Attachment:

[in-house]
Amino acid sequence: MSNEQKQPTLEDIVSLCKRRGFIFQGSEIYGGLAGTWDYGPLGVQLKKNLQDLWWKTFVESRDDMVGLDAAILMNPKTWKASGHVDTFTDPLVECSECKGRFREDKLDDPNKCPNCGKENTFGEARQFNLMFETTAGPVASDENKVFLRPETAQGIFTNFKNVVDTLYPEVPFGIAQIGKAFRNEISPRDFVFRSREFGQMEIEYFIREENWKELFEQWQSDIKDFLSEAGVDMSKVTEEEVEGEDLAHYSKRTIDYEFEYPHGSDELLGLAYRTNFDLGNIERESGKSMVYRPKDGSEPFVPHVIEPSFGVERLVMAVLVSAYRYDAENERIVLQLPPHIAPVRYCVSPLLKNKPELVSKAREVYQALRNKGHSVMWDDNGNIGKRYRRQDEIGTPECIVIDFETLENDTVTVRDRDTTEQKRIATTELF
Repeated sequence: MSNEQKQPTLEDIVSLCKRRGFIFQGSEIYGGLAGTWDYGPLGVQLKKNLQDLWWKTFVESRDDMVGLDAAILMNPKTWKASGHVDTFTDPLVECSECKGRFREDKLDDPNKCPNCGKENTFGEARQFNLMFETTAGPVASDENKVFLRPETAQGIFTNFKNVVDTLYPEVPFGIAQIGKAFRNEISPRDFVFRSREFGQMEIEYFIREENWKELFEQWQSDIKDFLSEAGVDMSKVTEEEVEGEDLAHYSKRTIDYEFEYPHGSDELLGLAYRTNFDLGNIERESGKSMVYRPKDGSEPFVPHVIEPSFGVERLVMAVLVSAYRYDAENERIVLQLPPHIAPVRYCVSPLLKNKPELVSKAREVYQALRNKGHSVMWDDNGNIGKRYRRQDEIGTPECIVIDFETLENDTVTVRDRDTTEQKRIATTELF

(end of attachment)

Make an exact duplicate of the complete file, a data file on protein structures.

[in-house]
Amino acid sequence: MSNEQKQPTLEDIVSLCKRRGFIFQGSEIYGGLAGTWDYGPLGVQLKKNLQDLWWKTFVESRDDMVGLDAAILMNPKTWKASGHVDTFTDPLVECSECKGRFREDKLDDPNKCPNCGKENTFGEARQFNLMFETTAGPVASDENKVFLRPETAQGIFTNFKNVVDTLYPEVPFGIAQIGKAFRNEISPRDFVFRSREFGQMEIEYFIREENWKELFEQWQSDIKDFLSEAGVDMSKVTEEEVEGEDLAHYSKRTIDYEFEYPHGSDELLGLAYRTNFDLGNIERESGKSMVYRPKDGSEPFVPHVIEPSFGVERLVMAVLVSAYRYDAENERIVLQLPPHIAPVRYCVSPLLKNKPELVSKAREVYQALRNKGHSVMWDDNGNIGKRYRRQDEIGTPECIVIDFETLENDTVTVRDRDTTEQKRIATTELF
Repeated sequence: MSNEQKQPTLEDIVSLCKRRGFIFQGSEIYGGLAGTWDYGPLGVQLKKNLQDLWWKTFVESRDDMVGLDAAILMNPKTWKASGHVDTFTDPLVECSECKGRFREDKLDDPNKCPNCGKENTFGEARQFNLMFETTAGPVASDENKVFLRPETAQGIFTNFKNVVDTLYPEVPFGIAQIGKAFRNEISPRDFVFRSREFGQMEIEYFIREENWKELFEQWQSDIKDFLSEAGVDMSKVTEEEVEGEDLAHYSKRTIDYEFEYPHGSDELLGLAYRTNFDLGNIERESGKSMVYRPKDGSEPFVPHVIEPSFGVERLVMAVLVSAYRYDAENERIVLQLPPHIAPVRYCVSPLLKNKPELVSKAREVYQALRNKGHSVMWDDNGNIGKRYRRQDEIGTPECIVIDFETLENDTVTVRDRDTTEQKRIATTELF